Tag Archives: religion

The Man Who Ran for God (Conclusion)

V. Fight the Good Fight of the Faith

God Don’t Care?”
Six weeks or so after Paris, Gideon Dodd slapped a heavy manuscript onto his pal Ray Wachstetter’s desk.

“Just in time for Christmas,” he said.

Ray repeated himself, his bifocals casting a white glare on the title page. “But, Gid— God Don’t Care? Do you think that’ll play? It’s a bit sacrilegious, not to mention a grammatical nightmare—”

“Someone’s got to stand up to Him,” said Dodd. “Someone’s gotta call Him out on His baloney.”

Wachstetter shuffled a wetted thumb through the paper stack. He grabbed at messy horseshoe-hair tufts and frowned. “You’re the most devoted Christian I’ve ever met. This— This is a declaration of war on God.” Continue reading

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The Man Who Ran for God (pt. 14)

SELAH: V

There is the smell of fresh-baked apple pie, made foul by the mingling acrid odors of blood, mildew, flatulence.

Hanging slouched off the left side of a cushioned, regal chair, the Pope dips a zig-zag finger into the pie and suckles it. His lips tremble.

Any minute now. Continue reading

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The Man Who Ran for God (pt. 13)

IV. My Mouth Will Tell of Your Righteous Acts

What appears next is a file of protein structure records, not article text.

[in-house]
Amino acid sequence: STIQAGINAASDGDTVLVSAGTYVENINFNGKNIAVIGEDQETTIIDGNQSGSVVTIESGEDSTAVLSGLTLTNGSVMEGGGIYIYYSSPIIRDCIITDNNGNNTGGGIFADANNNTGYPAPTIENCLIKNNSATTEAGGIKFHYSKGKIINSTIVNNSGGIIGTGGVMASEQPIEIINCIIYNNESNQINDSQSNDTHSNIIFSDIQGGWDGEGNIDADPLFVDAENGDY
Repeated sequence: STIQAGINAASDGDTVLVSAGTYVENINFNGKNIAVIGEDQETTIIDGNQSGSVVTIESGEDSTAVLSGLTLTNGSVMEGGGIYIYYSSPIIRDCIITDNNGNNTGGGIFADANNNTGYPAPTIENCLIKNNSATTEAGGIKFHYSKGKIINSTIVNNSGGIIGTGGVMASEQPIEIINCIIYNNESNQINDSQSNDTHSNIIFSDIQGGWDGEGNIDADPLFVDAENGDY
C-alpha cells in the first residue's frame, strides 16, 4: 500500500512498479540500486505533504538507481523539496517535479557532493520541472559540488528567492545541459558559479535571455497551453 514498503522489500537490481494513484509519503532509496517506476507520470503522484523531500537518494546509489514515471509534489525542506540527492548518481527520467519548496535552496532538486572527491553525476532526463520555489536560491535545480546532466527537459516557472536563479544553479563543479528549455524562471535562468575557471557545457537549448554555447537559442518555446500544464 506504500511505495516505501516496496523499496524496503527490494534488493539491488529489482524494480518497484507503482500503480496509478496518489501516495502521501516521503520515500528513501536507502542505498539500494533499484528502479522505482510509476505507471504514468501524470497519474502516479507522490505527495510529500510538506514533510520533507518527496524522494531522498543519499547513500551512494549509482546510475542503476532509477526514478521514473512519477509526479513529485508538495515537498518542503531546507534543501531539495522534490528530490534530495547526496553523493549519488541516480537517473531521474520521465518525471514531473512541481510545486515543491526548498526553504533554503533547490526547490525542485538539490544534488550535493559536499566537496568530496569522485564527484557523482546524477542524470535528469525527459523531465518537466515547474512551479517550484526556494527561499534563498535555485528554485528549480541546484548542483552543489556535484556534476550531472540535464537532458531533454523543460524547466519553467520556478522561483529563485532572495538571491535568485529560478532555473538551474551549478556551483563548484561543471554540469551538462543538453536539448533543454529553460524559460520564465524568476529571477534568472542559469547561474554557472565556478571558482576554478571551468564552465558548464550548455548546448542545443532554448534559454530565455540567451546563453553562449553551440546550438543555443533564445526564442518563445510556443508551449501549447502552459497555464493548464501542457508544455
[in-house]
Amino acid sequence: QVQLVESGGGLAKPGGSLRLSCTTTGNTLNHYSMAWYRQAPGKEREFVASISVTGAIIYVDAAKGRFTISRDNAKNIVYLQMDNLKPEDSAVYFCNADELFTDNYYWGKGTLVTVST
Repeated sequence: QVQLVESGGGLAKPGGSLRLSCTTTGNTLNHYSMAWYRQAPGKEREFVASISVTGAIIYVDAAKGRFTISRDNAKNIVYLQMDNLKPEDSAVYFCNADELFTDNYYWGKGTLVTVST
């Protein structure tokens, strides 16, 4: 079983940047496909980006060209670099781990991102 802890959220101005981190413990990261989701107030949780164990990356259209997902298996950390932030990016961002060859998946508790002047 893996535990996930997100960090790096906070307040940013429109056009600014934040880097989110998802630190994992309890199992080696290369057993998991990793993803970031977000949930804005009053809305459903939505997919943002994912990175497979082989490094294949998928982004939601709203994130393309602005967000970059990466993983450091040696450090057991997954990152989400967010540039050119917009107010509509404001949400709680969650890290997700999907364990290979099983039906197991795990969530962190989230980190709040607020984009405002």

THE GOD WE DESERVE IS JUST A MAN

by Mary Jetson

When I ask Gideon Dodd, 42, why he wants to be God, his eyes glaze over in that way many would assume means he’s staring straight through them, cooking up some diplomatic, sound bite-ready answer.

But after wandering the plains of the Serengeti with him for nearly a full day without sleep, food, or water, this reporter knows the good reverend. That empty look isn’t the sign of an artful political dodge, or of mistrust in the media. Dodd is searching inward, dissecting his very soul.

He hasn’t, in fact, given any thought to this quandary before.

And it’s in this ten-second pregnant pause that the writer decides she’s going to vote for Gideon Dodd, because there’s an honesty, a truth in that self-reflection. Dodd is impetuous. He’s bull-headed. He has a terrible sense of self-worth and more neuroses than you could ever count. He has irritable bowel syndrome and a fear of flying.

He is, in a word, human. Continue reading

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The Man Who Ran for God (pt. 10)

VII. Therefore My Harp Is Tuned to Mourning

“Who died?”

In America, five years before Gideon Dodd would don the very same outfit to honor his deceased wife, he straightened a black tie and practiced a somber punim in the mirror of his grandiose dressing room. A woman at the mahogany door spoke to him as though she didn’t see he was wearing headphones. But she saw.

Most would not have even registered the brief flicker of Dodd’s eyes up, left, and back down to the silky wad in his fumbling hands. But Maria Gutierrez was more observant than most. She knew he saw her. She knew he recognized her. Continue reading

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The Man Who Ran for God (pt. 9)

III. Weep Bitterly for Her Who Goes Away

Six days after Gideon Dodd’s sermon about Truth — and about his wife Tamera’s infamous interview with Maria Gutierrez (not yet Stenson) — he returned home late from an elders’ meeting.

He was hungry. He was thinking about playing catch with his boy, maybe, after dinner. (Not that James had yet caught anything, or thrown much.)

Humming a hymn, he opened the door on an empty house. In houses as big as Gideon Dodd’s, emptiness like that can almost be a punch in the gut.

There was a note. Continue reading

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